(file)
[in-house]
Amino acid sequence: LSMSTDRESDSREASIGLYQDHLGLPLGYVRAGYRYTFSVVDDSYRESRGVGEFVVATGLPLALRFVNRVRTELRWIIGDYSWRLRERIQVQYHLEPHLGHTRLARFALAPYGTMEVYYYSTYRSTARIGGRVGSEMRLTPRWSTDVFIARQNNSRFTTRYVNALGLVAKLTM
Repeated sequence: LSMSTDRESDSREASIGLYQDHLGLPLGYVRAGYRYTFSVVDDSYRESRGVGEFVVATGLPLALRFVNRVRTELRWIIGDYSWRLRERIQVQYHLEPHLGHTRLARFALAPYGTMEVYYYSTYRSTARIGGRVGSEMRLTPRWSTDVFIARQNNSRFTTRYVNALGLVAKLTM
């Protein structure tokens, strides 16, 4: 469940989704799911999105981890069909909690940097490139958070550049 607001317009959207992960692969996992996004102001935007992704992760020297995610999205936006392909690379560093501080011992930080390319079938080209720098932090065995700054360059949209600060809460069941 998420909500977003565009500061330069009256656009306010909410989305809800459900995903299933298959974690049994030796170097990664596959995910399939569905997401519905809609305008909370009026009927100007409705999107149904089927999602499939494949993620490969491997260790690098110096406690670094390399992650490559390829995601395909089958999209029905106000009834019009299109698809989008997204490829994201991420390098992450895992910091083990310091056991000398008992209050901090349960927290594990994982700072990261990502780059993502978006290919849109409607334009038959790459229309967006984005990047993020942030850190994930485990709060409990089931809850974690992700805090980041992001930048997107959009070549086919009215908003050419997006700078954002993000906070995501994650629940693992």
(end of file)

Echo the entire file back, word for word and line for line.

[in-house]
Amino acid sequence: LSMSTDRESDSREASIGLYQDHLGLPLGYVRAGYRYTFSVVDDSYRESRGVGEFVVATGLPLALRFVNRVRTELRWIIGDYSWRLRERIQVQYHLEPHLGHTRLARFALAPYGTMEVYYYSTYRSTARIGGRVGSEMRLTPRWSTDVFIARQNNSRFTTRYVNALGLVAKLTM
Repeated sequence: LSMSTDRESDSREASIGLYQDHLGLPLGYVRAGYRYTFSVVDDSYRESRGVGEFVVATGLPLALRFVNRVRTELRWIIGDYSWRLRERIQVQYHLEPHLGHTRLARFALAPYGTMEVYYYSTYRSTARIGGRVGSEMRLTPRWSTDVFIARQNNSRFTTRYVNALGLVAKLTM
């Protein structure tokens, strides 16, 4: 469940989704799911999105981890069909909690940097490139958070550049 607001317009959207992960692969996992996004102001935007992704992760020297995610999205936006392909690379560093501080011992930080390319079938080209720098932090065995700054360059949209600060809460069941 998420909500977003565009500061330069009256656009306010909410989305809800459900995903299933298959974690049994030796170097990664596959995910399939569905997401519905809609305008909370009026009927100007409705999107149904089927999602499939494949993620490969491997260790690098110096406690670094390399992650490559390829995601395909089958999209029905106000009834019009299109698809989008997204490829994201991420390098992450895992910091083990310091056991000398008992209050901090349960927290594990994982700072990261990502780059993502978006290919849109409607334009038959790459229309967006984005990047993020942030850190994930485990709060409990089931809850974690992700805090980041992001930048997107959009070549086919009215908003050419997006700078954002993000906070995501994650629940693992």